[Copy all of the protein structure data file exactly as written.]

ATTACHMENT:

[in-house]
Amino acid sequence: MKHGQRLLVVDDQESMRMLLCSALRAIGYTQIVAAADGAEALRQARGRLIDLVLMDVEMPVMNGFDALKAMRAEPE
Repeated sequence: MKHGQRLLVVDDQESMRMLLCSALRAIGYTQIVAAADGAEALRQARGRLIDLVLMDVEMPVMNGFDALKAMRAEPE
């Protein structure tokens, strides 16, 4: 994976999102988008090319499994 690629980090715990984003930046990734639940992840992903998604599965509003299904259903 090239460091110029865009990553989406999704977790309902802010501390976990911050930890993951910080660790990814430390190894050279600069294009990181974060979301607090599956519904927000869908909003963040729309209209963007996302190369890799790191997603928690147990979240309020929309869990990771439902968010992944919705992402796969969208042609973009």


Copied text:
[in-house]
Amino acid sequence: MKHGQRLLVVDDQESMRMLLCSALRAIGYTQIVAAADGAEALRQARGRLIDLVLMDVEMPVMNGFDALKAMRAEPE
Repeated sequence: MKHGQRLLVVDDQESMRMLLCSALRAIGYTQIVAAADGAEALRQARGRLIDLVLMDVEMPVMNGFDALKAMRAEPE
């Protein structure tokens, strides 16, 4: 994976999102988008090319499994 690629980090715990984003930046990734639940992840992903998604599965509003299904259903 090239460091110029865009990553989406999704977790309902802010501390976990911050930890993951910080660790990814430390190894050279600069294009990181974060979301607090599956519904927000869908909003963040729309209209963007996302190369890799790191997603928690147990979240309020929309869990990771439902968010992944919705992402796969969208042609973009």